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(Eve) Annabel Farjeon (1919-2004) Biography

ballet critic london england

(Sarah Jefferson)

OBITUARY NOTICE—See index for SATA sketch: Born March 19, 1919, in Bucklebury, Berkshire, England; died February 8, 2004, in London, England. Dancer and author. The daughter of critic Herbert Farjeon and artist Joan Farjeon, Annabel grew up well versed in literature and the theater. Her first passion was dance, though, and she began studying ballet at the age of eleven. Her early performances were with the Vic-Wells Ballet and, later, the Sadler's Wells Ballet Company. When World War II began, Farjeon became an ambulance driver in London, and after the war worked with refugees in Italy and Egypt. She then began her writing and criticism career, first as an assistant literary editor for Time & Tide from 1946 to 1948, then as a ballet critic for the New Statesman until 1964. Her knowledge of ballet also led to fourteen years as a dance critic for the London Evening Standard during the 1960s and early 1970s. Besides becoming a respected critic, sometimes contributing to periodicals under the pseudonym Sarah Jefferson, Farjeon was known for her books for children, including The Siege of Trapp's Mill (1972), The Poetry of Cats (1974), and The Unicorn Drum (1976). In addition, she completed a biography of her aunt titled Morning Has Broken: A Biography of Eleanor Farjeon (1986). The journal that she kept while working as a dancer in the 1930s was later published in the 1980s in American Dance Chronicle and adapted as a BBC documentary titled Ballet behind the Borders (2002).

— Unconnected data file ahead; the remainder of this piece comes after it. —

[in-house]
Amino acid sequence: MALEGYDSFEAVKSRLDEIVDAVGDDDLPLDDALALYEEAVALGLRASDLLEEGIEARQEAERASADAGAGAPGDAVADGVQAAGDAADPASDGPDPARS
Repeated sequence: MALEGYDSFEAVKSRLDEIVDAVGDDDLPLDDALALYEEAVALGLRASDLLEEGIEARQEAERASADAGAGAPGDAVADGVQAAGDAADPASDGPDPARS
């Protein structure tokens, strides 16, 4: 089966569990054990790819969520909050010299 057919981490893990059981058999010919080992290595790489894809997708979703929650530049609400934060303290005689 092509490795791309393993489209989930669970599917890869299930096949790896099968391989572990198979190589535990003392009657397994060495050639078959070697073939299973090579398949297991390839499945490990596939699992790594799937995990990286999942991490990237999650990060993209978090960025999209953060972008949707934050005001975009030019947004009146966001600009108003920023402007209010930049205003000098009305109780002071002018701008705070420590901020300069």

OBITUARIES AND OTHER SOURCES:

PERIODICALS

Independent (London, England), February 13, 2004, p. 41.

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8 months ago

The name of the journal, of which I was then editor, in which Annabel's memoir was published in 1987 is just Dance Chronicle, although it is American. The title is "The Dutch Journal" and deals with the tour and then escape from Holland when the Germans invaded, almost capturing the entire Sadler's Wells Ballet company.